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HR Must Accept the Role of Risk Manager

If you had to classify what happened in these two British organizations, it would be that undetected employee and management actions created tremendous financial risk for their organization. Although most large organizations now have major risk management functions that identify and help mitigate upcoming financial, production, and safety risks, many HR leaders have been slow to accept their role in mitigating “people management risks.”

Instead of looking ahead, HR has primarily been a reactive function that fights fires as they pop up. HR needs to become more proactive. HR leaders must identify major people risks, calculate the potential financial impact, and respond in a prioritized fashion. Next, the function must develop real-time monitoring and sampling processes to identify high-priority risks as they are brewing. Rather than starting from scratch, HR should borrow effective monitoring processes from other business functions like finance, supply chain, and risk management.

Some of the monitoring approaches to consider include the use of mystery shoppers, random sampling of employee actions, periodic audits, exit interviews to identify bad behaviors, anonymous whistleblowing processes, and random employee and customer investigator interviews. Technology solutions should also be added including real-time performance metrics, phone and computer monitoring, and anomaly identification software. In addition, HR cannot automatically assume that the corporate culture is effectively directing desired behavior. Instead, HR must proactively define, monitor, and manage the culture to ensure that it does its job in effectively directing employee behavior.

HR Has a History of Avoiding Responsibility

When things are going well, HR thought leaders and SHRM are more than willing to brag about the importance of HR’s role in managing the corporate culture, social responsibility efforts, and the ethical and value-driven behaviors of employees. However, when the crap hits the fan, there is often a deafening silence from HR professionals and thought leaders concerning HR’s accountability in managing employee behavior.

If you conduct even a quick Google search on the News Corp scandal, you won’t easily find a single HR leader, either inside or outside of the firm, stepping up and calling for HR to admit even partial responsibility for what occurred. This shouldn’t surprise you: in past disasters including Enron, Bear Stearns, Toyota and BP, HR has been at the bottom of the list of those willing to accept responsibility.

Final Thoughts

Every organization needs to reevaluate their current role and processes for the early identification and mitigation of widespread damaging behavior. If you run a training class on business ethics or social responsibility, you must ensure that those who pass the class actually act responsibly for years to come. If you design processes and policies for performance appraisal, performance management, metrics, or rewards, you must develop an effective monitoring process to ensure that in “real time” such policies, rules, and behavioral expectations are adhered to. If you espouse your role in creating or managing corporate social responsibility, then you must continually monitor and measure to make sure that the policies produce the expected behaviors and results.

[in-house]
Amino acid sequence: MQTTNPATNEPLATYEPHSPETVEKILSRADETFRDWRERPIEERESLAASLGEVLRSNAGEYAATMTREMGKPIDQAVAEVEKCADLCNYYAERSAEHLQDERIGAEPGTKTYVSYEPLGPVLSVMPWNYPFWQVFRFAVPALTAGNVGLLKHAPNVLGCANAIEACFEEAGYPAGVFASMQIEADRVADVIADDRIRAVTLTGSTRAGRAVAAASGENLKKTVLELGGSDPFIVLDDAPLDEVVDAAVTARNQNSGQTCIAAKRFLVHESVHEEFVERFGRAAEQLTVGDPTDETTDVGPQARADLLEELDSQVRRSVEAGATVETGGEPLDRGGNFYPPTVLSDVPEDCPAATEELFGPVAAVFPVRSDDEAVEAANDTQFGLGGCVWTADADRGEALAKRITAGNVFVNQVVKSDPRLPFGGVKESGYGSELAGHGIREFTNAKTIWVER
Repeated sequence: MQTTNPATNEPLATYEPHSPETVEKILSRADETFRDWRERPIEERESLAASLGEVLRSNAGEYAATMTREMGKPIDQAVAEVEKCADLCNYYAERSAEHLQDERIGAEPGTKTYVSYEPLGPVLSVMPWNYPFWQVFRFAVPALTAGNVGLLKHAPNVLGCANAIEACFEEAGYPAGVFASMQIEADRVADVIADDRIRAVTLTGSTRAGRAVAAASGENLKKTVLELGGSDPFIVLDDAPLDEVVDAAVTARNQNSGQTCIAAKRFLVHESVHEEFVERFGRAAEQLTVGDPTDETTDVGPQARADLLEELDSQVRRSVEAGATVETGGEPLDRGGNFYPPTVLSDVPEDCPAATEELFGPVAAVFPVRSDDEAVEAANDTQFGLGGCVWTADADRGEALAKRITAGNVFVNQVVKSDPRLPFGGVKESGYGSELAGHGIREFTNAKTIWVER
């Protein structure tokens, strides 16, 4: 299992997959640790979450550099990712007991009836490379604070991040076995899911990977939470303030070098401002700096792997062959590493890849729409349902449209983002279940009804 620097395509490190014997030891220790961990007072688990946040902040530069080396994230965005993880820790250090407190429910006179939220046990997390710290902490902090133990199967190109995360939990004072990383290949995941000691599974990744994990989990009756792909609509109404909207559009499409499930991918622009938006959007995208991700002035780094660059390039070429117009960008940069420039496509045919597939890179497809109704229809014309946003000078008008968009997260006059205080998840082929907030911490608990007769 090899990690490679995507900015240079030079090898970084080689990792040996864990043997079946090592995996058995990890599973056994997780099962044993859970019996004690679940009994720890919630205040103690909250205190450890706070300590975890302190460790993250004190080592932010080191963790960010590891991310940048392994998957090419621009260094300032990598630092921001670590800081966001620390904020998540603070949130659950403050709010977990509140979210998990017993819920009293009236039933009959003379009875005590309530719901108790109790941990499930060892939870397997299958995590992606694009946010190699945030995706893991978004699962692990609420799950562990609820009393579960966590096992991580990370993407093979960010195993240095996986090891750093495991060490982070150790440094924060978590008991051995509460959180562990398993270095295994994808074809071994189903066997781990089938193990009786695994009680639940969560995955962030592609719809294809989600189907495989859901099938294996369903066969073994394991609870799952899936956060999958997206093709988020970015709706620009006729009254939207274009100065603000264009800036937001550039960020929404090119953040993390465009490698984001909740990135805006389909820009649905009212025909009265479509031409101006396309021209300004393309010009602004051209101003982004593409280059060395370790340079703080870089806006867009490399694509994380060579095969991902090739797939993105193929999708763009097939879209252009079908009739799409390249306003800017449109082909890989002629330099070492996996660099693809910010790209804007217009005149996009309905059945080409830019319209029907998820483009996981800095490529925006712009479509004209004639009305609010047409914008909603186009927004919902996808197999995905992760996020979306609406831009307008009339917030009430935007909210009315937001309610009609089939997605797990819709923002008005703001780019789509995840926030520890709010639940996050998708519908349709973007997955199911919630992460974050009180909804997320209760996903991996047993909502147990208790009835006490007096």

I urge you to examine the HR processes at your organization to see if they would have successfully identified or better yet prevented problems similar to those at News Corp. Unfortunately, the answer will probably be no; just as at News Corp, the most likely way HR leaders would learn about bad behaviors among employees … would be in the news!

Dr. John Sullivan, professor, author, corporate speaker, and advisor, is an internationally known HR thought-leader from the Silicon Valley who specializes in providing bold and high-business-impact talent management solutions.

He’s a prolific author with over 900 articles and 10 books covering all areas of talent management. He has written over a dozen white papers, conducted over 50 webinars, dozens of workshops, and he has been featured in over 35 videos. He is an engaging corporate speaker who has excited audiences at over 300 corporations/ organizations in 30 countries on all six continents. His ideas have appeared in every major business source including the Wall Street Journal, Fortune, BusinessWeek, Fast Company, CFO, Inc., NY Times, SmartMoney, USA Today, HBR, and the Financial Times. In addition, he writes for the WSJ Experts column. He has been interviewed on CNN and the CBS and ABC nightly news, NPR, as well many local TV and radio outlets. Fast Company called him the "Michael Jordan of Hiring," Staffing.org called him “the father of HR metrics,” and SHRM called him “One of the industry's most respected strategists." He was selected among HR’s “Top 10 Leading Thinkers” and he was ranked No. 8 among the top 25 online influencers in talent management. He served as the Chief Talent Officer of Agilent Technologies, the HP spinoff with 43,000 employees, and he was the CEO of the Business Development Center, a minority business consulting firm in Bakersfield, California. He is currently a Professor of Management at San Francisco State (1982 – present). His articles can be found all over the Internet and on his popular website www.drjohnsullivan.com and on staging.ere.net. He lives in Pacifica, California.



7 Comments on “Lessons From The Murdoch Scandal — HR Must Monitor Employee Behavior

  1. So John… What you are saying is its HR’s responsibility to monitor and police ALL employee activity? In my business its Management’s duty to monitor activities.